A Pope of the Franciscan Order, Clement XIV. had abolished the Jesuits in 1773. Will the Jesuit Pope Francis in 2013 abolish a Franciscan Order or, even worse, "reform" it? The Franciscans of the Immaculate have no such glorious past, such as the Jesuits, but their case has some similarities to that of the Society of St. Ignatius. Above all, it is a symptomatic manifestation of the deep crisis in which the Catholic Church is today.
Founded in 1970 by Father Stefano Maria Manelli, the Franciscan Friars of the Immaculate live a life of repentance and the Gospel. They have distinguished themselves since their inception by their fidelity to the traditional faith and moral teaching. The Motu Proprio, Pope Benedict XVI. restored the traditional Roman rite again returned to the Church, they asked for the opportunity to live this love of tradition on a liturgical level. Father Manelli has never imposed the Vetus Ordo but recommended to his brothers, to make their ordinations in recent years in the Old Rite by leading church dignitaries on the line of "renewal in continuity" of Benedict XVI..
From the Congregation for Institutes of Consecrated Life and Societies of Apostolic Life (CICLSA), today presided over by Cardinal João Braz de Aviz, depends on religious men and women from who have fully or partially abandoned the habit and live in moral laxity and doctrinal relativism without being called to order by the competent authority in any way. The Franciscans of the Immaculate are a cornerstone of the opposition, which explains the desire of CICLSA to "normalize" and adapt to the prevailing standards of religious life. The presence of a small group of "dissident" brothers offered an opportunity to the Congregation to intervene by sending a visitor, Monsignor Vito Angelo Todisco, on the 5th of July, 2012.. Bishop Todisco arranged on 11 July 2013, with CICLSA, solely on the basis of a captious questionnaire where the brothers were not interviewed directly, the provisional government of the Order with an absolutely unlawful decree including an interdict against celebrating the traditional Mass.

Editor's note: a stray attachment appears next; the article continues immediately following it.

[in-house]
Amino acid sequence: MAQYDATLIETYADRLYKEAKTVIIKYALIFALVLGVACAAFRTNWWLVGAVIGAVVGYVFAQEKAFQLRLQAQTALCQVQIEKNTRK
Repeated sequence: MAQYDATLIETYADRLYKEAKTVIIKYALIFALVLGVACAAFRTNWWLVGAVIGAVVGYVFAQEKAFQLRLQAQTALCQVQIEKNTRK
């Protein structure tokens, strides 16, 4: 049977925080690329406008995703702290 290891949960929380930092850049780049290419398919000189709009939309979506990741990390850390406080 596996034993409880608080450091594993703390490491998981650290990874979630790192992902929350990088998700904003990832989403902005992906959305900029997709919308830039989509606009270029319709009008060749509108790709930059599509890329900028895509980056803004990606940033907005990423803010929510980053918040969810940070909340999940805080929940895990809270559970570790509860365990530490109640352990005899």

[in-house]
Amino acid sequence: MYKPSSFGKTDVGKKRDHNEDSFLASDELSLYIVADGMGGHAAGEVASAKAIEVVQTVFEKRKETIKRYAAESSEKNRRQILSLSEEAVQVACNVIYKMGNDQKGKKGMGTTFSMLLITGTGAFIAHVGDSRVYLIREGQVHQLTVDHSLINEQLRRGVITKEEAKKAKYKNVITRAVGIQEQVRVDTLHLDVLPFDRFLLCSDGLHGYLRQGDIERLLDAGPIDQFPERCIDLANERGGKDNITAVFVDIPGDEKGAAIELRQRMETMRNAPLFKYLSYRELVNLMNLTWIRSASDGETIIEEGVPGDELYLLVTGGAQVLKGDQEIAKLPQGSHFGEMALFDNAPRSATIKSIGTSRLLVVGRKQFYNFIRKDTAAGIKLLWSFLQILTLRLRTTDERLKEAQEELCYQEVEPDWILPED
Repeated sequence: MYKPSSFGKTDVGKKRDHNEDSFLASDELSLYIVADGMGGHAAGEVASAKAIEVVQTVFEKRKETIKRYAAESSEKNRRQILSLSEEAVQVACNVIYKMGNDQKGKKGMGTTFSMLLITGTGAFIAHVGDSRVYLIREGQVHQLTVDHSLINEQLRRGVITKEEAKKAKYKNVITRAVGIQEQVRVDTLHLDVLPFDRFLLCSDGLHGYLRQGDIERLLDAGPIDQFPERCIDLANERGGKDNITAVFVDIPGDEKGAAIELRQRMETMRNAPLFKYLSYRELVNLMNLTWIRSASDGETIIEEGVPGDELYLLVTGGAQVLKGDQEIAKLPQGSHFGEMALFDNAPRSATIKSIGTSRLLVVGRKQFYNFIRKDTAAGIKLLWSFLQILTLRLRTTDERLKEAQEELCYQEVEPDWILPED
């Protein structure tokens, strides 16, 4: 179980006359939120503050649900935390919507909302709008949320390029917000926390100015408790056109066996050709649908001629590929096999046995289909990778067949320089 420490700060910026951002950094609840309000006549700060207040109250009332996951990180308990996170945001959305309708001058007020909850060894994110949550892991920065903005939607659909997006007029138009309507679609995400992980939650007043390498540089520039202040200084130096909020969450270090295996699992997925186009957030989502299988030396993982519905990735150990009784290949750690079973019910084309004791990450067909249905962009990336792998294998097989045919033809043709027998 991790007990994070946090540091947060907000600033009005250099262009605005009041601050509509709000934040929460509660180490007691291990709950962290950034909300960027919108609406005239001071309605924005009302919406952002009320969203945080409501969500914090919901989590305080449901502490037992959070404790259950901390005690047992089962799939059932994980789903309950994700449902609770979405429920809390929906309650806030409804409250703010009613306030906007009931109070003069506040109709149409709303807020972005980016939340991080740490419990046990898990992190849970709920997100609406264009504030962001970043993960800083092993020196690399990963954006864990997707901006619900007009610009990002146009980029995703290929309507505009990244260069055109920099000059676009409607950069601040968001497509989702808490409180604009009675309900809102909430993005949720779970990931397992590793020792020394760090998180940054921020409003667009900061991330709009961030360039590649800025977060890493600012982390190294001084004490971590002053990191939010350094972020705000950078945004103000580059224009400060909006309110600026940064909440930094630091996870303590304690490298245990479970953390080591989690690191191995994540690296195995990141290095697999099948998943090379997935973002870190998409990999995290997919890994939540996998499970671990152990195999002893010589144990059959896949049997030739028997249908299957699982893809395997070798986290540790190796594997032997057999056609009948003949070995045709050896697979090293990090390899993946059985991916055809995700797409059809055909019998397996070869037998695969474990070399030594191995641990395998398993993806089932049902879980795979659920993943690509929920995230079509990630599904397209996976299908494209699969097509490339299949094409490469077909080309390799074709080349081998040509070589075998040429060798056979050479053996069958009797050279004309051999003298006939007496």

In the coming days and weeks we will know the plans of the Commissioner, Fidenzio Volpi, better, but their rough lines can already be guessed: isolate the Founder Father Manelli, to isolate him from the General Council of traditional brothers loyal to him, to isolate the "traditionalist" brothers in the periphery, and hand the leadership of the order to the dissidents; entrust the novitiates to Fathers are not in suspicion of "traditionalist"; sterilization of publications and the Franciscan writings that deal with within the Church of "controversial" topics, including: avoidance of Marian "maximalism," one "covered" rigor in moral teaching and especially any criticism, be it ever so respectful, of the Second Vatican Council, plus opening of the Order to the "ecumenical dialogue" with other religions; restriction of Vetus Ordo to special exceptions in short, the destruction the identity of the Franciscans of the Immaculate Conception, which is even worse than their removal.
If that's the "Reform", then a separation of the two souls is desirable than that they currently coexist in the Order of the Franciscans of the Immaculate Conception: on the one hand, the brothers who interpret the Second Vatican Council in the light of the Church's tradition and in this spirit have rediscovered the traditional Roman rite in all its truth and beauty, and on the other hand, those who want to reinterpret the charism of their order in the light of a conciliar progressivism. The worst thing is the confusion and identity crisis. The true guarantor of the identity of the Franciscans of the Immaculate today can therefore be none other than its founder, Father Stefano Maria Manelli, on whom falls all the responsibility of final decisions. The only one who can repeat the words, as has already happened in history: Sint ut sunt aut non sint.
Text: Corrispondenza Romana
Introduction / Translation (From Italian to German): Giuseppe Nardi Image: Corrisdenza Romana
Trans: Tancred firstname.lastname@example.org AMGD